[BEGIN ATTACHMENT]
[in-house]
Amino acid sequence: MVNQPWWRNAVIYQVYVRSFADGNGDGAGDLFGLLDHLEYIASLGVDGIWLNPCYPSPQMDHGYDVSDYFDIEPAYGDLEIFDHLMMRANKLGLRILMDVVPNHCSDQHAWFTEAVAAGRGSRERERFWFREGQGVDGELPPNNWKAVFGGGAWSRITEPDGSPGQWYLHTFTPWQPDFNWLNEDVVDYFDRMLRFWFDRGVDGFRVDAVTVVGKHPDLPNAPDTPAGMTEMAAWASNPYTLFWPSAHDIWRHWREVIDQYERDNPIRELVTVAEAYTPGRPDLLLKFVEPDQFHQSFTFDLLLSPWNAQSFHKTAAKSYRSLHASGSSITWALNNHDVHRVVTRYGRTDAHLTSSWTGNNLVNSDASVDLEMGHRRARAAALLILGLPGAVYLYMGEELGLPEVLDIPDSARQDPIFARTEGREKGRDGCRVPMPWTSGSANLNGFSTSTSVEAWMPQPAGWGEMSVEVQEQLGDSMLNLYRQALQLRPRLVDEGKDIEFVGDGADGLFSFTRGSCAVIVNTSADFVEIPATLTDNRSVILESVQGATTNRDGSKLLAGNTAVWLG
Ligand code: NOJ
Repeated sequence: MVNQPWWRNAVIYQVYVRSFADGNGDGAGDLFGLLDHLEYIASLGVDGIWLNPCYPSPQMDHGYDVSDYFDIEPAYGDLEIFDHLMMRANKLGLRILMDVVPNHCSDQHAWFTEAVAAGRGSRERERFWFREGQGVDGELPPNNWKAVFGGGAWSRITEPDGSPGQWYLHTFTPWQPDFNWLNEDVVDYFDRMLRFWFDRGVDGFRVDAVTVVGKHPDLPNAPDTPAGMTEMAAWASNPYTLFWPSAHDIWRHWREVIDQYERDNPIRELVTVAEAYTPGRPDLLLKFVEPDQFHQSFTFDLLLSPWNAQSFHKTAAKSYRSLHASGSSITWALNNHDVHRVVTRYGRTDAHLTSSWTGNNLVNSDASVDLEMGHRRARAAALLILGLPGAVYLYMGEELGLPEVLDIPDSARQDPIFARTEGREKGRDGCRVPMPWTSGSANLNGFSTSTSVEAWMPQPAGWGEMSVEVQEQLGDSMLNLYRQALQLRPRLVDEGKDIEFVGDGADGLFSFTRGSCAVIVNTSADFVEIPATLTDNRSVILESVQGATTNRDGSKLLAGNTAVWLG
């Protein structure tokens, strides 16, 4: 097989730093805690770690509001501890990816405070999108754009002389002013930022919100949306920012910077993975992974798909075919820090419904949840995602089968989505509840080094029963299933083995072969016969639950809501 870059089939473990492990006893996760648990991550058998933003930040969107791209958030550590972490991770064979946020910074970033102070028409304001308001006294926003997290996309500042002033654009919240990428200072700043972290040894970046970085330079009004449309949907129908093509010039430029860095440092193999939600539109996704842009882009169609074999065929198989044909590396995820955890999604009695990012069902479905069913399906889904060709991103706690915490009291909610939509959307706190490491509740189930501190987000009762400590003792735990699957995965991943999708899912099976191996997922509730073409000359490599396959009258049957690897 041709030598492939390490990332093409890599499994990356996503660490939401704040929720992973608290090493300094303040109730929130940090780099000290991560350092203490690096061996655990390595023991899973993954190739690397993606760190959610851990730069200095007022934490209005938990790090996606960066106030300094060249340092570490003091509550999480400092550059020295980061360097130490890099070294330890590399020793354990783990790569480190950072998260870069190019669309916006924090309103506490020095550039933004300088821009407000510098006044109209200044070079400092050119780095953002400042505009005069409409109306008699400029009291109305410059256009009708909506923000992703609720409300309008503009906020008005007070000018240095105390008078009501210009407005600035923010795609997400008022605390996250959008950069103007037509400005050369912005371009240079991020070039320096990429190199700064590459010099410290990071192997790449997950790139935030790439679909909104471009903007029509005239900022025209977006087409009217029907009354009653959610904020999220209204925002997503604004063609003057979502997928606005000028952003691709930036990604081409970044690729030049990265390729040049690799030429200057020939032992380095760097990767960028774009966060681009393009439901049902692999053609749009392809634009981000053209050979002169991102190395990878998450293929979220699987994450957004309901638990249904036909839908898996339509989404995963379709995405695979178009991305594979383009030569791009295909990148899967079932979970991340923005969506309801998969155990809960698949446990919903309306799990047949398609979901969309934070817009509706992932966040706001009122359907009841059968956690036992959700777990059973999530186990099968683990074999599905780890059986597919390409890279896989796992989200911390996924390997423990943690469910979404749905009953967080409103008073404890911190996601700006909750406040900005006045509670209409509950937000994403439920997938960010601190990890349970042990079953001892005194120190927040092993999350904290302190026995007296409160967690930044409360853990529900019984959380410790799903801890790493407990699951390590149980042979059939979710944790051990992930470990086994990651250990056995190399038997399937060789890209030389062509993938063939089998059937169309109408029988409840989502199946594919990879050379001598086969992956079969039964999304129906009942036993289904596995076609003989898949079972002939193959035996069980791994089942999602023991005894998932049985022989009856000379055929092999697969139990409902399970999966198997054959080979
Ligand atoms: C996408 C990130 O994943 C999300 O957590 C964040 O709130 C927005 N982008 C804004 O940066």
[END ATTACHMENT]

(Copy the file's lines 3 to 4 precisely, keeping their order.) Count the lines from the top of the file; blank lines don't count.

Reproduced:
Ligand code: NOJ
Repeated sequence: MVNQPWWRNAVIYQVYVRSFADGNGDGAGDLFGLLDHLEYIASLGVDGIWLNPCYPSPQMDHGYDVSDYFDIEPAYGDLEIFDHLMMRANKLGLRILMDVVPNHCSDQHAWFTEAVAAGRGSRERERFWFREGQGVDGELPPNNWKAVFGGGAWSRITEPDGSPGQWYLHTFTPWQPDFNWLNEDVVDYFDRMLRFWFDRGVDGFRVDAVTVVGKHPDLPNAPDTPAGMTEMAAWASNPYTLFWPSAHDIWRHWREVIDQYERDNPIRELVTVAEAYTPGRPDLLLKFVEPDQFHQSFTFDLLLSPWNAQSFHKTAAKSYRSLHASGSSITWALNNHDVHRVVTRYGRTDAHLTSSWTGNNLVNSDASVDLEMGHRRARAAALLILGLPGAVYLYMGEELGLPEVLDIPDSARQDPIFARTEGREKGRDGCRVPMPWTSGSANLNGFSTSTSVEAWMPQPAGWGEMSVEVQEQLGDSMLNLYRQALQLRPRLVDEGKDIEFVGDGADGLFSFTRGSCAVIVNTSADFVEIPATLTDNRSVILESVQGATTNRDGSKLLAGNTAVWLG